Search Results

You are looking at 1 - 10 of 27 items for :

  • "arousability" x
  • Sport Business and Sport Management x
Clear All
Restricted access

Yonghwan Chang, Yong Jae Ko and Brad D. Carlson

pleasure–arousal theory ( Russell & Pratt, 1980 ) and the cognitive theory of pride ( Davidson, 1976 ), the three emotional profiles of pleasure, arousal, and pride are identified as explicit affective attitudes. We test the feasibility and predictive validity of the AEI in the context of athlete

Restricted access

Yong Jae Ko, Yonghwan Chang, Wonseok Jang, Michael Sagas and John Otto Spengler

behaviors (e.g.,  Appelbaum et al., 2012 ; Donavan, Carlson, & Zimmerman, 2005 ; Mowen, 2004 ). For example, applying Mowen’s (2000) hierarchical approach to spectator personality, Donavan et al. (2005) found that the personality traits of extraversion, agreeability, need for arousal, and materialism

Restricted access

Emily Dane-Staples

.g., the activity held my attention, the activity aroused my imagination, and the activity was a waste of time) rather than a single measure of engagement for multiple tasks ( Athens, 2018 ; Dixson, 2015 ; Noel, Stover, & McNutt, 2015 ). As the primary focus of this study was to assess differences in task

Restricted access

R. Glenn Cummins and Collin K. Berke

Although a variety of tools are employed to package sport for at-home consumption, instant replay is among the most ubiquitous. Excitation transfer theory has been a useful lens for explaining how emotion compounds during sport consumption, but research has failed to explore how instant replay can serve to facilitate the transfer of arousal between sequential events in televised sport. This experiment invokes excitation transfer to examine how both the nature of content and instant replay can facilitate sustained arousal and enhanced evaluations of events in the context of college football. Results suggest the superiority of game content to facilitate excitation transfer, both in terms of objective measures of emotion and self-reported enjoyment. The production feature examined here, instant replay, yielded mixed results. Although it failed to consistently impact objective physiological measures of emotion, it did elicit enhanced enjoyment when the content being represented was intrinsically exciting.

Restricted access

Justin Robert Keene, Collin Berke and Brandon H. Nutting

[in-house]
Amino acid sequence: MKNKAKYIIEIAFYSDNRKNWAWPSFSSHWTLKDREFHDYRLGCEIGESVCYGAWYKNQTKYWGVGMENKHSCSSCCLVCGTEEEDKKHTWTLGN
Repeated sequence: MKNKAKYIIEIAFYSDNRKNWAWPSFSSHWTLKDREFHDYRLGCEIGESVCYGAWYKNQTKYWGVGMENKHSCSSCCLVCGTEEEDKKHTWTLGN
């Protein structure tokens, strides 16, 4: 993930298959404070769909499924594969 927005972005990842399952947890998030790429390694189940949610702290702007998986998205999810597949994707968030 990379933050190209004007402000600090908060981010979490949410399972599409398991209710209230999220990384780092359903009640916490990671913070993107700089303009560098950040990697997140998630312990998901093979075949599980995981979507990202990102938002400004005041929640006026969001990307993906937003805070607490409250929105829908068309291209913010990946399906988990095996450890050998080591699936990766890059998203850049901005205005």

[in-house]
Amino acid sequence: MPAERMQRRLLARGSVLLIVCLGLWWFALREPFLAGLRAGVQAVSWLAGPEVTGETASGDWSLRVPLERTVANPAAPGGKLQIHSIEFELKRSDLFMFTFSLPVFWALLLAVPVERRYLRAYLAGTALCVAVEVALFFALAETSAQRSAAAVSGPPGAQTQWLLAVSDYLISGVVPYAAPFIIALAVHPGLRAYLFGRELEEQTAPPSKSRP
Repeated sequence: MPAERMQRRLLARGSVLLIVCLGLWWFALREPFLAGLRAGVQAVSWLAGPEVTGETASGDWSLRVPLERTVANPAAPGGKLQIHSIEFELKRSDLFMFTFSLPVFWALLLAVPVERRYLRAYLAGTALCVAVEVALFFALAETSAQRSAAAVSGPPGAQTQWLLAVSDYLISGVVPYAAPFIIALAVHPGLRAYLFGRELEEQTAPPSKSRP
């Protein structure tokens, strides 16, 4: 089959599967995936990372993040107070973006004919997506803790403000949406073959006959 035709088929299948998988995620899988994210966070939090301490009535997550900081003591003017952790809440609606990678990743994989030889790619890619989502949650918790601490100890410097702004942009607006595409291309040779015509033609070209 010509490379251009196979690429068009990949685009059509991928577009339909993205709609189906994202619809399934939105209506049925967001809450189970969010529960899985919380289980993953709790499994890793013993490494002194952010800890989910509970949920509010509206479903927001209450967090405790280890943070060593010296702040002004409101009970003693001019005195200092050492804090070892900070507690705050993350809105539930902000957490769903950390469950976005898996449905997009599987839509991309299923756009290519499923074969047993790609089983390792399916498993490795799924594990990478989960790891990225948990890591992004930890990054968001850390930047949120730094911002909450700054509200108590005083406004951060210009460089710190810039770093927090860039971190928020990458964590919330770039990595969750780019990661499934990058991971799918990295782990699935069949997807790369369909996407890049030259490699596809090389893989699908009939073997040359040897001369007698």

This study, based on previous work, investigated the interaction of camera angle, arousing content, and an individual’s general and school-specific fanship on the cognitive processing of and emotional reactions to sport communication from a top-down and bottom-up perspective. Cognitive processing was defined as the resources available for encoding and was indexed using secondary-task reaction times, and self-reported positivity, negativity, and arousal were also measured as an index of emotional reactions. Results indicate that general and school-specific fanship have differential effects on cognitive processing and emotional reactions. In addition, in a replication of previous work, it would appear that different camera angles do not have different effects on cognitive processing. The implications of the top-down and bottom-up approach for the sport communication experience are discussed for both sport researchers and sport communication practitioners.

Restricted access

Choong Hoon Lim, Tywan G. Martin and Dae Hee Kwak

The current study employs the hedonic paradigm model (Hirschman & Holbrook, 1982) to investigate the interceding function of emotions on the relationship between personality (i.e., risk taking) and attitude toward mixed martial arts. This study also examines sport-media (e.g., television) consumption of a nontraditional sport. Structural equation modeling was used to examine the proposed model incorporating risk taking, pleasure, arousal, attitude, and actual consumption behavior. The study found a significant mediation effect of emotion (pleasure and arousal) in the relationship between risk taking and attitude. In addition, attitude showed a direct and significant influence on actual media-consumption behavior. Theoretical and practical implications of the results are discussed, along with future directions for research.

Restricted access

Robert F. Potter and Justin Robert Keene